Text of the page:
The Easter season places heavy emphasis on the first sacrament of baptism as the means by which God’s children are adopted in Christ. To emphasize this, the Church’s Liturgy provides the option for the Sprinkling Rite to take the place of the Act of Penitence at the beginning of Mass. While this rite is always permitted, it is especially significant during the Easter season as the new Passover is celebrated.
At the beginning of Easter the readings remind us of how God saved His people from the Egyptians by parting the Red Sea waters. They were led through those waters by the Column of Fire. As the Column of Fire, Christ parted the waters of the Jordan River in His baptism.
St. Paul expresses the hope of baptism as nothing short of immersion into the life, death and resurrection of Christ. As he says in the Letter to the Romans, all who were baptized into Christ enter His life, death and resurrection. They enter His life by following Jesus into the waters of baptism; they enter His death by being buried in water like Christ was buried in the tomb; and they enter into His resurrection by rising from the waters like Christ rose from the grave.
Jesus placed great importance on baptism in John 3 when He says, “no one can enter the Kingdom of God without being born of water and Spirit.” Immersion into the waters of baptism is rebirth by water into the Spirit of Christ. Baptism is the sign of the “new and eternal Covenant.”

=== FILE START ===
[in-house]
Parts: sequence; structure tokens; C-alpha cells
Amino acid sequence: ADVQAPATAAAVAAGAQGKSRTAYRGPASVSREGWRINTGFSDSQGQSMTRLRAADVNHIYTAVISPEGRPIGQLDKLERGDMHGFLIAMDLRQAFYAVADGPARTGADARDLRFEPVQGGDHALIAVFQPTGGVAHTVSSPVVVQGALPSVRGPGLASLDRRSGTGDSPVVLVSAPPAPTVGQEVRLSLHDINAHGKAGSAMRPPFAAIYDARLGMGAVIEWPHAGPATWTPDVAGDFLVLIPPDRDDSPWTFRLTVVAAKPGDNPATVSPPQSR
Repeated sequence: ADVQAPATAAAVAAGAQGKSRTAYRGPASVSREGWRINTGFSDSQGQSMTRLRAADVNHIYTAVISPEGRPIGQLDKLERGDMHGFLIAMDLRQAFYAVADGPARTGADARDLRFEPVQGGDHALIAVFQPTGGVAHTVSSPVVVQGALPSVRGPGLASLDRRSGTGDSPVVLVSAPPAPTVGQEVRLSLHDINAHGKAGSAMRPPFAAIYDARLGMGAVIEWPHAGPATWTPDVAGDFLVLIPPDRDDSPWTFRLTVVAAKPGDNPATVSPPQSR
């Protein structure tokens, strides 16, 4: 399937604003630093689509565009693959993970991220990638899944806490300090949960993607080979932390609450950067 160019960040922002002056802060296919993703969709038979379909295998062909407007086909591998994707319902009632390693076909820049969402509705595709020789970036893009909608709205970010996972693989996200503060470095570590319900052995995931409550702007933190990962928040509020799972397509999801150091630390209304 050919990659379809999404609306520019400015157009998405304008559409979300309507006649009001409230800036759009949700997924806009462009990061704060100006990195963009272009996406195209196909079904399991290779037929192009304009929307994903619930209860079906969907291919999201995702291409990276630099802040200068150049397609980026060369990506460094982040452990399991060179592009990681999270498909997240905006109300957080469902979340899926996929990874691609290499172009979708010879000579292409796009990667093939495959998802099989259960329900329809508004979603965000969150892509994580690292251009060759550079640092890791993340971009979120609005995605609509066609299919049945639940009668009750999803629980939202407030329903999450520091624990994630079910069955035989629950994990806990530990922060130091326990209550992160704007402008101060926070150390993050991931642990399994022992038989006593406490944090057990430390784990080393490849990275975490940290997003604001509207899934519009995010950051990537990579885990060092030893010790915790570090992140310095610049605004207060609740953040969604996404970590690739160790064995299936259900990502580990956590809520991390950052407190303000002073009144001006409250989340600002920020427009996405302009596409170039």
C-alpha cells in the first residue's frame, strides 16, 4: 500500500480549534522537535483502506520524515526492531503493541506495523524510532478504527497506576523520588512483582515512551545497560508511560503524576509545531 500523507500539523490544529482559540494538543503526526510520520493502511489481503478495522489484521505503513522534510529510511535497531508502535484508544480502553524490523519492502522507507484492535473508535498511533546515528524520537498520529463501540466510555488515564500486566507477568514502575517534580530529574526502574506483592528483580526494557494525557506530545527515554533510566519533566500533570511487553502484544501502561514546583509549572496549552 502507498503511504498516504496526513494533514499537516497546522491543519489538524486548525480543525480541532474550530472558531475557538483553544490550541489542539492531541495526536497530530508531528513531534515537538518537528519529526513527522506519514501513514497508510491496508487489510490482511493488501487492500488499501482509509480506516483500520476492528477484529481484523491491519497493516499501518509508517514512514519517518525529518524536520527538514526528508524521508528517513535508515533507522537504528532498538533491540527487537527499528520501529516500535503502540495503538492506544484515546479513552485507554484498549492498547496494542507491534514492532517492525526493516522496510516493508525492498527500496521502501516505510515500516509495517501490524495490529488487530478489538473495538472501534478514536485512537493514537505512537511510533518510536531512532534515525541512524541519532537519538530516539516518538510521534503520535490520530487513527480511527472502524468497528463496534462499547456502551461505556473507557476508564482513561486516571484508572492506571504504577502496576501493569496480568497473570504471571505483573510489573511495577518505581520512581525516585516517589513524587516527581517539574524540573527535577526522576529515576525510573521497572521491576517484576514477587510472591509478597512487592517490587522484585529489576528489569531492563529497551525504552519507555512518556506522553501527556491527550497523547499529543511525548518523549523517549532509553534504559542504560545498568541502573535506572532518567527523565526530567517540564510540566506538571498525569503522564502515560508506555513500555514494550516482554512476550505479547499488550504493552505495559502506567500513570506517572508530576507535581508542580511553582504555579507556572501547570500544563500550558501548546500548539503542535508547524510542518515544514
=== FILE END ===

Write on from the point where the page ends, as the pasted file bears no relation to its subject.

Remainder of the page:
Reflecting on this, Christians remembered how the Israelites inaugurated the Covenant of Sinai. After offering sacrifice to God as Abraham had, Moses takes the blood of their sacrifice and sprinkles half of it on the altar and half of it on the people to show that they were now kin to God like blood relatives.
Christ made it much easier on His followers. He did not abolish sacrifice as part of His Covenant. Thankfully, He told us that bread and wine would suffice to perpetuate His one sacrifice of flesh and blood. Recalling both water and blood flowed from the Lord’s side on the cross, baptismal water becomes the sign of His Covenant.
The Sprinkling Rite of the Mass uses the same element by which God saved His people in the waters of the Red Sea and which Christ consecrated in baptism. It seems to have been a common practice by the 10th century and is thought to have originated long before when the faithful would bring water to Mass on Sundays so it could be blessed and taken home for private use.
God continues to sustain His people through water. The human body itself is made of over 60 percent water. As water shortages plague many in the world, the Sprinkling Rite helps us appreciate how deeply reliant on it we are. The sprinkling of life reminds us we are blood relatives of God.